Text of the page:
From: Paul Smith <firstname.lastname@example.org> To: "Robert P. J. Day" <email@example.com> Cc: Git Mailing list <firstname.lastname@example.org> Subject: Re: "git rm" seems to do recursive removal even without "-r" Date: Sun, 08 Oct 2017 10:32:40 -0400 Message-ID: <email@example.com> (raw) In-Reply-To: <alpine.LFD.firstname.lastname@example.org> On Sat, 2017-10-07 at 17:55 -0400, Robert P. J. Day wrote: > On Sat, 7 Oct 2017, Paul Smith wrote: > > On Sat, 2017-10-07 at 15:43 -0400, Robert P. J. Day wrote: > > > it's been a long week, so take this in the spirit in which it is > > > intended ... i think the "git rm" command and its man page should be > > > printed out, run through a paper shredder, then set on fire. i can't > > > remember the last time i saw such a thoroughly badly-designed, > > > badly-documented and non-intuitive utility. > > > > "git rm" works the same way that the UNIX rm command has worked, for > > 40+ years now. Very simple, very well designed, and very intuitive > > (IMO). > > > > The major difference is the ability to handle globbing patterns, > > which UNIX rm doesn't do. Maybe the way this is implemented is a > > little confusing, although I just read the man page and it seemed > > pretty clear to me. > > um, wrong. I don't know what part of my comment here you consider "wrong". I've re-read it and I believe everything I said is correct. > > If you don't use glob patterns (or more specifically if you let the > > shell handle glob patterns, which is how I always do it) then there > > is really nothing bizarre about "git rm". Maybe you could be more > > precise in your criticism. > > ok, fine, let me explain why this command is a nightmarish > monstrosity. as i now understand, if i use an escaped wildcard > pattern, "git rm" will *automatically* (with no further guidance from > me, and no warning), operate recursively. so if, in the kernel source > tree, i ran: > > $ git rm \*.c Yes, this is what I said: "IF YOU DON'T USE GLOB PATTERNS (or more specifically if you let the shell handle glob patterns ...) then there is nothing bizarre about "git rm"" (emphasis added). In this example you ARE sending glob patterns to Git, because you're escaping them from the shell. Hence, you might consider the behavior bizarre, at least until you grok it fully. If you want to avoid this, simply use normal shell globbing and don't ask Git to do the globbing for you. Then it behaves exactly as normal UNIX rm, including with the '-r' option, and is very simple. > so if i wanted git to remove, say, all files named "Makefile*" from > everywhere in the linux kernel source tree, the (dry run) command > would be: > > $ git rm -n Makefile\* > > is that it? let's try that: > > $ git rm -n Makefile\* > rm 'Makefile' > $ > > oops. Globbing in "git rm" matches on the FULL PATH, not just the file name. So, if you have a list of Makefiles in your repository like: Makefile foo/Makefile bar/Makefile Then 'Makefile*' only matches the first one, since 'Makefile*' doesn't match 'foo/Makefile' or 'bar/Makefile'. If you you worry that '*Makefile' will match things you don't want to match, you'll have to use: git rm -n Makefile '*/Makefile' Personally I don't use Git's magical globbing capabilities, and use "git rm" as if it were UNIX rm. So in your request above I'd use: git rm $(find . -name Makefile) which I find simpler.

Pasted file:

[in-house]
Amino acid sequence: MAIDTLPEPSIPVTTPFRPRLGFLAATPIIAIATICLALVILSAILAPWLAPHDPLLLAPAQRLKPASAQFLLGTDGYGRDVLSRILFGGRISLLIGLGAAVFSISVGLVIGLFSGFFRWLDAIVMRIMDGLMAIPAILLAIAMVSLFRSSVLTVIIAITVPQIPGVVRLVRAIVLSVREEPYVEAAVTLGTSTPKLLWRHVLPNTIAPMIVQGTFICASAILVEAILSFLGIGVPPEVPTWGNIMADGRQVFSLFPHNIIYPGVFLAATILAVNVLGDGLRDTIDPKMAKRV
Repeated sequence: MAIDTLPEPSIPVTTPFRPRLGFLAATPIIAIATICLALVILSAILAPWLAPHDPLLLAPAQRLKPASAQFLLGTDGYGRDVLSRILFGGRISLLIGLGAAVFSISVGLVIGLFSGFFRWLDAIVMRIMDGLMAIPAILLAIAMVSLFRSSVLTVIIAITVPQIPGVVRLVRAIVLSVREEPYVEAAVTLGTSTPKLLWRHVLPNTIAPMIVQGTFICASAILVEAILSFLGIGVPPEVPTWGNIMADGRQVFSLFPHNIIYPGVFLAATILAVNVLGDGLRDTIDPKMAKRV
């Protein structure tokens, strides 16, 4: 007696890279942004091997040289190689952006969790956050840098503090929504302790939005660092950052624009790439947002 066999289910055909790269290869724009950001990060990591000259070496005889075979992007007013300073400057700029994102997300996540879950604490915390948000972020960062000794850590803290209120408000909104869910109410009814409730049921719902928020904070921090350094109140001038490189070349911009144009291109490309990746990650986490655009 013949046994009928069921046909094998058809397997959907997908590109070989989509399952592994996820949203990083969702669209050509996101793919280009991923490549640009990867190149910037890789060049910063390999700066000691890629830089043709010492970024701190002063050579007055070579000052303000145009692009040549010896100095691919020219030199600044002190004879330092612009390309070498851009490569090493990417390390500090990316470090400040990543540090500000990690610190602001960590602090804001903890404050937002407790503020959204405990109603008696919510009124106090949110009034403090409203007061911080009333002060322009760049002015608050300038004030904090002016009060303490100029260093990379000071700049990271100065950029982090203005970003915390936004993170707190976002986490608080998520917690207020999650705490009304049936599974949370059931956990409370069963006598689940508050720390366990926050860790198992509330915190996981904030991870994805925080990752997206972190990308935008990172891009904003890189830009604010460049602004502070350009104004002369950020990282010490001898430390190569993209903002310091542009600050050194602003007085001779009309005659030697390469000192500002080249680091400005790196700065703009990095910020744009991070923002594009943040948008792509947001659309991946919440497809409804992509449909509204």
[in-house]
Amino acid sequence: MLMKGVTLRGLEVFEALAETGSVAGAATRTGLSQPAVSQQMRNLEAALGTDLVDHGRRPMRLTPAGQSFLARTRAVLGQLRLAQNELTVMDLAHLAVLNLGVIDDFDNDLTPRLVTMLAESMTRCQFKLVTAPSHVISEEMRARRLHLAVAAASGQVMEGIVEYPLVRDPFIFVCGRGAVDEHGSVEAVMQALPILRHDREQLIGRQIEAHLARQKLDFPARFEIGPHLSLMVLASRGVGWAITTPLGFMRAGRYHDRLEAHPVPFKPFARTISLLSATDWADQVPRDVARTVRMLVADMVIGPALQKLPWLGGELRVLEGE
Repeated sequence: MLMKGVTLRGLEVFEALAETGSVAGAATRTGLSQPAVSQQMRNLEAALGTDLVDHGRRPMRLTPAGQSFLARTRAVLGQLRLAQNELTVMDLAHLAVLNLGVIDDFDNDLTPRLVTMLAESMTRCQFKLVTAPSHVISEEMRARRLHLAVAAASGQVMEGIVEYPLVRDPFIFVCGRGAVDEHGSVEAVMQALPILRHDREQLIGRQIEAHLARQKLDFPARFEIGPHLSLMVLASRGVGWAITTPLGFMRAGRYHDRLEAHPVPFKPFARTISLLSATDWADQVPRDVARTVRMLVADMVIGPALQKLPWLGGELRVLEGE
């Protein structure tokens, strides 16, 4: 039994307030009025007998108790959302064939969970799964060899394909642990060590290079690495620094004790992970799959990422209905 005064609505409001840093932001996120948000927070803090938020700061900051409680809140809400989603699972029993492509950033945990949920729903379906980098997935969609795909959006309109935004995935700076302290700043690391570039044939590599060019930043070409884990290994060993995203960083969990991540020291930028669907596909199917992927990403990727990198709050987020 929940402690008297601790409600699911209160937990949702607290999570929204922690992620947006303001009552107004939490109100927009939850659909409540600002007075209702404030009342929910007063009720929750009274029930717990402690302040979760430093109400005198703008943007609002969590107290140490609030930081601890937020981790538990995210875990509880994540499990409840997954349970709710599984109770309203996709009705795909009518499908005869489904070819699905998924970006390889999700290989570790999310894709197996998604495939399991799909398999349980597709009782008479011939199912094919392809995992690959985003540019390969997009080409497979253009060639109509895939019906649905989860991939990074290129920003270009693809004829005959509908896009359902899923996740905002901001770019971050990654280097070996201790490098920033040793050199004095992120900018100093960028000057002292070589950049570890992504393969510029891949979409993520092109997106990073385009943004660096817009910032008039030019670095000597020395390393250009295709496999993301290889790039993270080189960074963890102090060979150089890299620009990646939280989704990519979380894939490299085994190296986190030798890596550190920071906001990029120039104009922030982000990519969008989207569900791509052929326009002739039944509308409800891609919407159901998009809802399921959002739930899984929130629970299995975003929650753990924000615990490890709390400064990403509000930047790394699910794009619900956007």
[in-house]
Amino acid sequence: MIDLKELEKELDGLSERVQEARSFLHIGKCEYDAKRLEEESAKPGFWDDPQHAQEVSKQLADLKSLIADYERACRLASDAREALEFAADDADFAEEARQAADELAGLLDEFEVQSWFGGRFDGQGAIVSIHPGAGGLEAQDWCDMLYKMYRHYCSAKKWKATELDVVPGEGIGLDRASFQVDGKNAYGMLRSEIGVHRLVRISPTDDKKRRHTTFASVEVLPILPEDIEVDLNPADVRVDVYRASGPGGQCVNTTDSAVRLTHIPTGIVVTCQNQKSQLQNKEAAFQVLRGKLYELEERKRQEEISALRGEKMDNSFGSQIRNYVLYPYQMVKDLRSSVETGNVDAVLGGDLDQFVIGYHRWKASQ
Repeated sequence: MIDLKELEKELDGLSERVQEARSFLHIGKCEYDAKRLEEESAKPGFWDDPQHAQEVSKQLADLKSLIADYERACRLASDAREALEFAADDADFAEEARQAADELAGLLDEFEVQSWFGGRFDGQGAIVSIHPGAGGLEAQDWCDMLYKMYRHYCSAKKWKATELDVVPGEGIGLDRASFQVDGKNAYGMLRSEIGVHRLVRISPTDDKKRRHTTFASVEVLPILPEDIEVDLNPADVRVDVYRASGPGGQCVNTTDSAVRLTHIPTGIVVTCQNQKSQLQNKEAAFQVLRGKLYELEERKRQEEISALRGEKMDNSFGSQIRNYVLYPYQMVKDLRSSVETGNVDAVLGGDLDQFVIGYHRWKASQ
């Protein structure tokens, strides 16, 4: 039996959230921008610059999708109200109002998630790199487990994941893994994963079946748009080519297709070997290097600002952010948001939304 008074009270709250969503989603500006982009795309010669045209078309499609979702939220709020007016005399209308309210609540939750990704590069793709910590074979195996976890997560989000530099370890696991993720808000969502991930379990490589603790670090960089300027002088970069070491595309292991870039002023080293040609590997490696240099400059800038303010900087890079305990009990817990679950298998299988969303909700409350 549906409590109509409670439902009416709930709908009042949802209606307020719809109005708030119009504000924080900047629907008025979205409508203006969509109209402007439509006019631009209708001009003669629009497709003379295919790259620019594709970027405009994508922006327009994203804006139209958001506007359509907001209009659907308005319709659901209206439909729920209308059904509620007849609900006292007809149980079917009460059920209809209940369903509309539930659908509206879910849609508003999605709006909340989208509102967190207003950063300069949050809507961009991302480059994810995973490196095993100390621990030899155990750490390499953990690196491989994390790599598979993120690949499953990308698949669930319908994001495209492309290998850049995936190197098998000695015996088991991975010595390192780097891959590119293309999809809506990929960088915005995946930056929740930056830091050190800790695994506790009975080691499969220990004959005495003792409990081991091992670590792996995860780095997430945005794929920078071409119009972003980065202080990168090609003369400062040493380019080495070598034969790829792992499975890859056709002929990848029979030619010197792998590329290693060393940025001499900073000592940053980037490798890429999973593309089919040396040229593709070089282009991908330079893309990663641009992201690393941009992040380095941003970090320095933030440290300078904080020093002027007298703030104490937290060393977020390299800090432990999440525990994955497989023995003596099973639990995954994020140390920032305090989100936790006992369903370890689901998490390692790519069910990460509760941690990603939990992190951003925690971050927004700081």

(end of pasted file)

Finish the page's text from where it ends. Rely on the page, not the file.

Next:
next prev parent reply index Thread overview: 29+ messages / expand[flat|nested] mbox.gz Atom feed top 2017-10-07 18:39 Robert P. J. Day 2017-10-07 19:04 ` Todd Zullinger 2017-10-07 19:12 ` Robert P. J. Day 2017-10-07 19:29 ` Jeff King 2017-10-07 19:32 ` Robert P. J. Day 2017-10-07 19:38 ` Jeff King 2017-10-07 19:43 ` Robert P. J. Day 2017-10-07 21:05 ` Theodore Ts'o 2017-10-07 21:40 ` Robert P. J. Day 2017-10-07 21:44 ` Paul Smith 2017-10-07 21:55 ` Robert P. J. Day 2017-10-08 4:20 ` Junio C Hamano 2017-10-08 9:07 ` Robert P. J. Day 2017-10-08 11:37 ` Kevin Daudt 2017-10-08 11:56 ` Robert P. J. Day 2017-10-08 12:23 ` Martin Ågren 2017-10-08 12:39 ` René Scharfe 2017-10-08 12:45 ` Robert P. J. Day 2017-10-10 11:52 ` Heiko Voigt 2017-10-11 8:31 ` Robert P. J. Day 2017-10-08 14:32 ` Paul Smith [this message] 2017-10-08 18:40 ` Theodore Ts'o 2017-10-08 19:44 ` Robert P. J. Day 2017-10-08 20:42 ` Theodore Ts'o 2017-10-09 17:52 ` Jeff King 2017-10-10 8:36 ` Robert P. J. Day 2017-10-10 8:58 ` Junio C Hamano 2017-10-10 12:19 ` Paul Smith 2017-10-10 19:44 ` Robert P. J. Day